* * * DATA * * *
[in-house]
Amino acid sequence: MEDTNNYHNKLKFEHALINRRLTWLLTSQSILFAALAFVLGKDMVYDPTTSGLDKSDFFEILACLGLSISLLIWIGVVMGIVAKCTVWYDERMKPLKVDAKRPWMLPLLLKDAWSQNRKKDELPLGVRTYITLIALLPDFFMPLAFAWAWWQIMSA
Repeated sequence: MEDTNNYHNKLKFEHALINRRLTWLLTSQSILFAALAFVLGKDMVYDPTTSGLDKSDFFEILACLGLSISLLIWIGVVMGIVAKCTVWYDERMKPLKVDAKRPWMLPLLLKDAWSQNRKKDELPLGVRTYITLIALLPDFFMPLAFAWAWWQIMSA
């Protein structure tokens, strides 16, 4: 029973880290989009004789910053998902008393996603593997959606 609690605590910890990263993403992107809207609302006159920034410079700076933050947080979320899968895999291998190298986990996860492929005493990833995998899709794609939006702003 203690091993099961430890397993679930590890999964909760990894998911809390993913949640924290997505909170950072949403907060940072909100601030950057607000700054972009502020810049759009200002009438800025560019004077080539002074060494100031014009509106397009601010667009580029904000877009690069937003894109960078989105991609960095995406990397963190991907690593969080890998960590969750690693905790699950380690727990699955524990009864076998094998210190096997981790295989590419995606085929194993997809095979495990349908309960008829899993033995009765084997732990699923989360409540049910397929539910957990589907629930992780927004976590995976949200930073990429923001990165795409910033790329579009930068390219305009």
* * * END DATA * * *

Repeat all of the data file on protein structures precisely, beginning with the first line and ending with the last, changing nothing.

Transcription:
[in-house]
Amino acid sequence: MEDTNNYHNKLKFEHALINRRLTWLLTSQSILFAALAFVLGKDMVYDPTTSGLDKSDFFEILACLGLSISLLIWIGVVMGIVAKCTVWYDERMKPLKVDAKRPWMLPLLLKDAWSQNRKKDELPLGVRTYITLIALLPDFFMPLAFAWAWWQIMSA
Repeated sequence: MEDTNNYHNKLKFEHALINRRLTWLLTSQSILFAALAFVLGKDMVYDPTTSGLDKSDFFEILACLGLSISLLIWIGVVMGIVAKCTVWYDERMKPLKVDAKRPWMLPLLLKDAWSQNRKKDELPLGVRTYITLIALLPDFFMPLAFAWAWWQIMSA
């Protein structure tokens, strides 16, 4: 029973880290989009004789910053998902008393996603593997959606 609690605590910890990263993403992107809207609302006159920034410079700076933050947080979320899968895999291998190298986990996860492929005493990833995998899709794609939006702003 203690091993099961430890397993679930590890999964909760990894998911809390993913949640924290997505909170950072949403907060940072909100601030950057607000700054972009502020810049759009200002009438800025560019004077080539002074060494100031014009509106397009601010667009580029904000877009690069937003894109960078989105991609960095995406990397963190991907690593969080890998960590969750690693905790699950380690727990699955524990009864076998094998210190096997981790295989590419995606085929194993997809095979495990349908309960008829899993033995009765084997732990699923989360409540049910397929539910957990589907629930992780927004976590995976949200930073990429923001990165795409910033790329579009930068390219305009």